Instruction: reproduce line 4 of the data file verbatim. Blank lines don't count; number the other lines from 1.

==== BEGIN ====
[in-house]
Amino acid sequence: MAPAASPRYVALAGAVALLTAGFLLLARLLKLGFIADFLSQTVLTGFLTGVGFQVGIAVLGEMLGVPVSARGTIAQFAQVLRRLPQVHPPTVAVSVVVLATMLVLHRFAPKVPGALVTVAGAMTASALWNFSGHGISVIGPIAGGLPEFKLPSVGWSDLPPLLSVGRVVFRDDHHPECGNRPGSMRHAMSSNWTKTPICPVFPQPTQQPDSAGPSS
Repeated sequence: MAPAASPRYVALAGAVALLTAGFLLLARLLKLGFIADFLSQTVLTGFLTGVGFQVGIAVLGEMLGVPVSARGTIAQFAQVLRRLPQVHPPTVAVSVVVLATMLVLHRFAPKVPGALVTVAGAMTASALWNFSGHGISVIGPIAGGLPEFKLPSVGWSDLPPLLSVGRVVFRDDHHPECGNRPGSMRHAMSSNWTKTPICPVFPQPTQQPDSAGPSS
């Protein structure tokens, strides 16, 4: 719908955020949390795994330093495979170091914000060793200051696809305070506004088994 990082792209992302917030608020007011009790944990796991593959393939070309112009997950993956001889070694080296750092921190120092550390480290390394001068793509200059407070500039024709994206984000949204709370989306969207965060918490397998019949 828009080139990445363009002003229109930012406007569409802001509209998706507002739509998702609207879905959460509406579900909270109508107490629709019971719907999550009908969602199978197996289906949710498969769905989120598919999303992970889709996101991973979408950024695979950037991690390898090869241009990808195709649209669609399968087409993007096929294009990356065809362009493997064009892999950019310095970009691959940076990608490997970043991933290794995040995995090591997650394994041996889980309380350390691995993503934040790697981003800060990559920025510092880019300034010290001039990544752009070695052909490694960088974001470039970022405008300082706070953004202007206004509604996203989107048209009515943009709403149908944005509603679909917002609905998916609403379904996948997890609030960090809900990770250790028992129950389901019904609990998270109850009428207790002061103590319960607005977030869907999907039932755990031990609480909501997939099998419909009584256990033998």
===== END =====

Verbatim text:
């Protein structure tokens, strides 16, 4: 719908955020949390795994330093495979170091914000060793200051696809305070506004088994 990082792209992302917030608020007011009790944990796991593959393939070309112009997950993956001889070694080296750092921190120092550390480290390394001068793509200059407070500039024709994206984000949204709370989306969207965060918490397998019949 828009080139990445363009002003229109930012406007569409802001509209998706507002739509998702609207879905959460509406579900909270109508107490629709019971719907999550009908969602199978197996289906949710498969769905989120598919999303992970889709996101991973979408950024695979950037991690390898090869241009990808195709649209669609399968087409993007096929294009990356065809362009493997064009892999950019310095970009691959940076990608490997970043991933290794995040995995090591997650394994041996889980309380350390691995993503934040790697981003800060990559920025510092880019300034010290001039990544752009070695052909490694960088974001470039970022405008300082706070953004202007206004509604996203989107048209009515943009709403149908944005509603679909917002609905998916609403379904996948997890609030960090809900990770250790028992129950389901019904609990998270109850009428207790002061103590319960607005977030869907999907039932755990031990609480909501997939099998419909009584256990033998």